A few months ago, a painting made by a machine learning algorithm has sold for 432,500 dollars in a Christies auction. The collective that programmed the ai, suitably named “Obvious”, used code written by another artist as a starting point to train their own neural network, this mere fact, raises a number of questions about the legal, ontological and discursive status of this artwork. Artificial intelligence in one sense or another has been fuelling the imagination of artists for centuries, from Marry Shelley's Frankenstein to Spike Jonze’s Her. The possibility of synthetic beings and the consequence of their existence, fills our imagination as it confirms the most obvious existential risk for humans — refuting the idea of human exceptionality.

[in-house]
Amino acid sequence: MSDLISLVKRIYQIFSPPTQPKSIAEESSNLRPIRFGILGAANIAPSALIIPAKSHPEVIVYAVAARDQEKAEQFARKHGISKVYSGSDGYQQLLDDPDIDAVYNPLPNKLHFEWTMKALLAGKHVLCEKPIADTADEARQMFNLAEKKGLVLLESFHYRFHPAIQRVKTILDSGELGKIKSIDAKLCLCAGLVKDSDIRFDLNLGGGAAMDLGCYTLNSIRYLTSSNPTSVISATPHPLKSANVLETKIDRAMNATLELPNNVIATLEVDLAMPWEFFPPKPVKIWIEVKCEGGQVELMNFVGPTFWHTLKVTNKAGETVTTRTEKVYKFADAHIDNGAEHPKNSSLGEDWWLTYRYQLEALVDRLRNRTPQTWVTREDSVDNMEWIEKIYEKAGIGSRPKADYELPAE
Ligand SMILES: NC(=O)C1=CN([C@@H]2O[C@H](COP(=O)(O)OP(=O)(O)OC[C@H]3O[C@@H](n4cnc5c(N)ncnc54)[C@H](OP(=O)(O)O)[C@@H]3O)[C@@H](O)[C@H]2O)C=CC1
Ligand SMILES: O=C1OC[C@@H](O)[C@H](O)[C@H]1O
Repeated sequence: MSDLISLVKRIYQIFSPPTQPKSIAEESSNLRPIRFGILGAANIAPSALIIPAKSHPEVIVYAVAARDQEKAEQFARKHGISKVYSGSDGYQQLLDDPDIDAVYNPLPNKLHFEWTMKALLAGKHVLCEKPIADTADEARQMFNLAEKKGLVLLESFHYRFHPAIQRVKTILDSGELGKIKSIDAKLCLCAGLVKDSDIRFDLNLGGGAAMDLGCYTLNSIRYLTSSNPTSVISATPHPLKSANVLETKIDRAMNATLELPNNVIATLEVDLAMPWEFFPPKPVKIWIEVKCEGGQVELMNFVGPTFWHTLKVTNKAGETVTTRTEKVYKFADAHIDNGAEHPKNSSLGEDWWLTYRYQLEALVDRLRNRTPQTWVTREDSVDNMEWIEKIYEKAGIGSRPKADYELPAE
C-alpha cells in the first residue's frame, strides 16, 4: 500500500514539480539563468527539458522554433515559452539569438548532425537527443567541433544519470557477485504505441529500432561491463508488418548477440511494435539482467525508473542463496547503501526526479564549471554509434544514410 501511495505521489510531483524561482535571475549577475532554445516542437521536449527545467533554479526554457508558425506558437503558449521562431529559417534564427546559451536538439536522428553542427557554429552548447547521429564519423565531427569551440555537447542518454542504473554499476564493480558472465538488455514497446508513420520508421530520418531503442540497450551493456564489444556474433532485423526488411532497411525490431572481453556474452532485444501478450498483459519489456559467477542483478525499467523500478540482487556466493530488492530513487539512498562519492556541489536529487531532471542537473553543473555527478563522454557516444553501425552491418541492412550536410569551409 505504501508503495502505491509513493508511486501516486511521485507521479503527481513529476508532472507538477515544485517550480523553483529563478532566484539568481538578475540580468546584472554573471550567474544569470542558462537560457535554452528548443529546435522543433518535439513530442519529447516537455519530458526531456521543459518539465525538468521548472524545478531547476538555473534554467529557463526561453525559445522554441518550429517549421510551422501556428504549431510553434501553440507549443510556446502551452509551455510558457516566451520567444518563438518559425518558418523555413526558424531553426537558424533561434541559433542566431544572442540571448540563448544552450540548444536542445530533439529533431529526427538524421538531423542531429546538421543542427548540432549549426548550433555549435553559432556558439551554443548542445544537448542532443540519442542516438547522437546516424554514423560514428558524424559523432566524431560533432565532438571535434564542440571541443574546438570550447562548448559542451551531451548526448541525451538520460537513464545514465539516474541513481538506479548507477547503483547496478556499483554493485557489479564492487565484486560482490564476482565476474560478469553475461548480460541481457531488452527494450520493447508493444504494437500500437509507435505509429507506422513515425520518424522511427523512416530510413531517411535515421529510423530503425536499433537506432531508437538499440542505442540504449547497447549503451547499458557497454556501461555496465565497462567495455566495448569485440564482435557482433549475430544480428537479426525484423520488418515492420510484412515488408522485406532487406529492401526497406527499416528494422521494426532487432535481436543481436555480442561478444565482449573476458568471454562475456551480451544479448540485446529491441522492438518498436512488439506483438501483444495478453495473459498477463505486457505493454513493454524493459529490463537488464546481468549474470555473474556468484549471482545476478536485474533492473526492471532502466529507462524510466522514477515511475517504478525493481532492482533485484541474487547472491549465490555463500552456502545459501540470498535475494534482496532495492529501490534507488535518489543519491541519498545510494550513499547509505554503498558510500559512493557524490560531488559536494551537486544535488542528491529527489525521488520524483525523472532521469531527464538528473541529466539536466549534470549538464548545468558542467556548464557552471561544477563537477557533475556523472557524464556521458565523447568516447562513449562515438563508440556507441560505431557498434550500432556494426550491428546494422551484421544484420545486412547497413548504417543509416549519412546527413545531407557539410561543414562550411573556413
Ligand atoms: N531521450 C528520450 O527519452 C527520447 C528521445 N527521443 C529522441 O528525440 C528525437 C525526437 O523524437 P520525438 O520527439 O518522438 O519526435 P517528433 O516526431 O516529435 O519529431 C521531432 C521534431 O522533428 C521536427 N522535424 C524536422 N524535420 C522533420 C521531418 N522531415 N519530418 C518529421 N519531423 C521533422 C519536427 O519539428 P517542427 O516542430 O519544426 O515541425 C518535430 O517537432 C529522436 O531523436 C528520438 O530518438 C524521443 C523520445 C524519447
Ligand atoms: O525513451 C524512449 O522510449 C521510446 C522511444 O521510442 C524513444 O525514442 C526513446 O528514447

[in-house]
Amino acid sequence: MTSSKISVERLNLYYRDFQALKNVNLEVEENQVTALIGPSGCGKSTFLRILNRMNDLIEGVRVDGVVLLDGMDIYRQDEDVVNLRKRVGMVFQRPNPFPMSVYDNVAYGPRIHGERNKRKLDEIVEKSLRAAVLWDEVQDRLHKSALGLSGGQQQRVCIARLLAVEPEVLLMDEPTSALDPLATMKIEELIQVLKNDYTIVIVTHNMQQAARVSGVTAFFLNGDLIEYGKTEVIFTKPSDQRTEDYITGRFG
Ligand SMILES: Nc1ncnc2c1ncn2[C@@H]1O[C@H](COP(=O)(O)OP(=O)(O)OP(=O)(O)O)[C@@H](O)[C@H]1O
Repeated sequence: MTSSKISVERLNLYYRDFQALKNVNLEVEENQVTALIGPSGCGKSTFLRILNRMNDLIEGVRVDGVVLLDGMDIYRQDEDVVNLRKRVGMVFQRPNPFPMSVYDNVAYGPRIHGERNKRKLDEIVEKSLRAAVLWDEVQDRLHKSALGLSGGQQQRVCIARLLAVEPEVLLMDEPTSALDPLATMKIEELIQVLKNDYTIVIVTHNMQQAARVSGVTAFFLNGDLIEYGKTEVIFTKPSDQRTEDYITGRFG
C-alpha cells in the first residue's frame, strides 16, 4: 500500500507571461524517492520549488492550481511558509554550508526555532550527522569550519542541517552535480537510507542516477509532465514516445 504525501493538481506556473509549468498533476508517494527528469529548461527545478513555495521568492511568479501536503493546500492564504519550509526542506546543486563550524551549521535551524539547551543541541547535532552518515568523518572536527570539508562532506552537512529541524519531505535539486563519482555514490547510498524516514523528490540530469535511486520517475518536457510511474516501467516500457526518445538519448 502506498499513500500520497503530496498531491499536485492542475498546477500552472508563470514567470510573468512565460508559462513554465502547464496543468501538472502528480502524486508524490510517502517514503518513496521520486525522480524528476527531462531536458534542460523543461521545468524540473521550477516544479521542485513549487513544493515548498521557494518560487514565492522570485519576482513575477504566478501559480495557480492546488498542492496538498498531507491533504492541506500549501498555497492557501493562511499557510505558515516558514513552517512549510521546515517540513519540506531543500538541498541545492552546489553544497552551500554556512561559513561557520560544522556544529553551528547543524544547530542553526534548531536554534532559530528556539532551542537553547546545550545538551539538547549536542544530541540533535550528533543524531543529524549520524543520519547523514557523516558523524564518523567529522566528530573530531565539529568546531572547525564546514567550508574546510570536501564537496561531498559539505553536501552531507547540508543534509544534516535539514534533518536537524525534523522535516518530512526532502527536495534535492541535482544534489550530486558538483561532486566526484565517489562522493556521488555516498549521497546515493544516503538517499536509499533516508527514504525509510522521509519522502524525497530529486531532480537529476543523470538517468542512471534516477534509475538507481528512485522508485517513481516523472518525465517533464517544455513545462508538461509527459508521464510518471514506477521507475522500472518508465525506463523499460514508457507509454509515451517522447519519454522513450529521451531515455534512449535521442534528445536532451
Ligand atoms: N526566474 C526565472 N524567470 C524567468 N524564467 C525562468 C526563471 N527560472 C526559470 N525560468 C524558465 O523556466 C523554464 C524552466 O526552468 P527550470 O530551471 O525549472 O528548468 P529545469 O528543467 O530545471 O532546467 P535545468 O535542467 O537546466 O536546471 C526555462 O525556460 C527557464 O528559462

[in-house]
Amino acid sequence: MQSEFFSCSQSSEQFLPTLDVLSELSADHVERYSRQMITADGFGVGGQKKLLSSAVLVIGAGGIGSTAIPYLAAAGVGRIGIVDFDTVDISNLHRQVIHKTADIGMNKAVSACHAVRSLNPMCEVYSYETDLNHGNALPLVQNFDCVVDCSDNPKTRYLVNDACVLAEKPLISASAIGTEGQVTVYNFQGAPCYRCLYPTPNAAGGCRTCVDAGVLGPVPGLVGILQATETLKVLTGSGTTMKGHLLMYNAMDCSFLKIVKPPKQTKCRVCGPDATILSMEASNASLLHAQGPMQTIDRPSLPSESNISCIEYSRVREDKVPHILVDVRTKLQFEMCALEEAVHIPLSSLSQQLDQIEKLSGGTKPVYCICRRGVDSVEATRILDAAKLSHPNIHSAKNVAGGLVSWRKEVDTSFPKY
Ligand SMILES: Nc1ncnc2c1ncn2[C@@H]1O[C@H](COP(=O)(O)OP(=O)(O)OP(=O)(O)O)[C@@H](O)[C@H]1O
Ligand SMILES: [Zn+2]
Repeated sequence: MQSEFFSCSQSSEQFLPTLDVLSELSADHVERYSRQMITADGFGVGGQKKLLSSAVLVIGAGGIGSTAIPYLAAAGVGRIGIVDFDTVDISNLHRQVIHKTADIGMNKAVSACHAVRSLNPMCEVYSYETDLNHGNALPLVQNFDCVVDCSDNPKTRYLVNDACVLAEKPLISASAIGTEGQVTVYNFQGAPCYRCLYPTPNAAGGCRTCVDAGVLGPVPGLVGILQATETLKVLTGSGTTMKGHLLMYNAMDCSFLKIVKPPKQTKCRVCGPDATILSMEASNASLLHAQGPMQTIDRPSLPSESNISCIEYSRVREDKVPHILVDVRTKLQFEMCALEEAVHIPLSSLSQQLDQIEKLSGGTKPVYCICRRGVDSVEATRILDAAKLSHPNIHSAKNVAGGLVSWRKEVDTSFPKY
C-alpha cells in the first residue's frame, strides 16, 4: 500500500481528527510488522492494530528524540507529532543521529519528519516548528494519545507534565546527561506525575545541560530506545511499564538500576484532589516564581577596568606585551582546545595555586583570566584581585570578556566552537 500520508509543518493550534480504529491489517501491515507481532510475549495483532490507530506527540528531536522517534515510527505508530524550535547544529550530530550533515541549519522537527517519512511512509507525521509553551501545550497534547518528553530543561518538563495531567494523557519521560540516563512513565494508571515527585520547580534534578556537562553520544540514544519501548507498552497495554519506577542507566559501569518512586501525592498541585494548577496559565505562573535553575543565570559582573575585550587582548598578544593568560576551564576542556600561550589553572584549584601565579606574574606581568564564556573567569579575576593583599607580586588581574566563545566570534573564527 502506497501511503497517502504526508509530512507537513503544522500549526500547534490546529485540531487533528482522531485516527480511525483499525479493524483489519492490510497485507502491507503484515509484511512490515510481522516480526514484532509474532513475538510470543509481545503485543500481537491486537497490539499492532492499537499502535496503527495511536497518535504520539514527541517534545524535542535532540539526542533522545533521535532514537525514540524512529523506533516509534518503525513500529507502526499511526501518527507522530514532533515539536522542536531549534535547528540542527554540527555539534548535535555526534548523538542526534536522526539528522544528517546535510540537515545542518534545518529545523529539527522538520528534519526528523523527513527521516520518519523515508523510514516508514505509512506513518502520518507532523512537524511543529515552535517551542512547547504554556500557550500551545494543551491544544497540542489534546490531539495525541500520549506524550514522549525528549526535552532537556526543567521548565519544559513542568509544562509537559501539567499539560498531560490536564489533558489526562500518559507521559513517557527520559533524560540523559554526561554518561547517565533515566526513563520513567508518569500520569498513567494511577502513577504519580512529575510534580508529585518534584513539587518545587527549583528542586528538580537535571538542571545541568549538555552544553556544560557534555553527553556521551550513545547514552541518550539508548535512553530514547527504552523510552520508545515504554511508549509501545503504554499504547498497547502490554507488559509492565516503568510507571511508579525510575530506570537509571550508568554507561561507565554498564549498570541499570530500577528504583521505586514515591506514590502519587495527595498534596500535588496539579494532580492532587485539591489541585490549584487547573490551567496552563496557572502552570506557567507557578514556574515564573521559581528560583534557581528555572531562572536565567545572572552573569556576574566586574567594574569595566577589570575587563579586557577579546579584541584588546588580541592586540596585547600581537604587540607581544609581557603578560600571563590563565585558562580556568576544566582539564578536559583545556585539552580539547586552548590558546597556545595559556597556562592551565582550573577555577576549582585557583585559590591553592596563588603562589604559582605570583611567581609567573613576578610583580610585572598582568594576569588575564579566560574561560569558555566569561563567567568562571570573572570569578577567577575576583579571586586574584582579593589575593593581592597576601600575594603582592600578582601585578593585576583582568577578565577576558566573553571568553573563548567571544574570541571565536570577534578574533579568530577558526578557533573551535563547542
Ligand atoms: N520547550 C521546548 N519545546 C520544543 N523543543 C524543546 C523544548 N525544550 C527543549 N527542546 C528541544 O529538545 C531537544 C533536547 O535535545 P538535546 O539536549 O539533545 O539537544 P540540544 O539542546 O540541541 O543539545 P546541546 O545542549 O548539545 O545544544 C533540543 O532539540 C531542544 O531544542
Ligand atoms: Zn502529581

Art has been for centuries the very fulcrum of human exceptionality. As manifest in romantic theories of authorship, the artist as a genius and the work of art as autonomous from reality. As it emerges from an imaginary universe which is specific to a certain artist and in historical and contemporary discourse about the position of artists as ‘public intellectuals’, those that can speak truth to power and manifest critical virtue.

What can art offer in the age of machine learning, is not just its explicit description, the fact that is being made by intelligent systems, but the various questions that it raises about how do we understand what being an artist really means today, and about the notion of artificiality in relation to intelligence.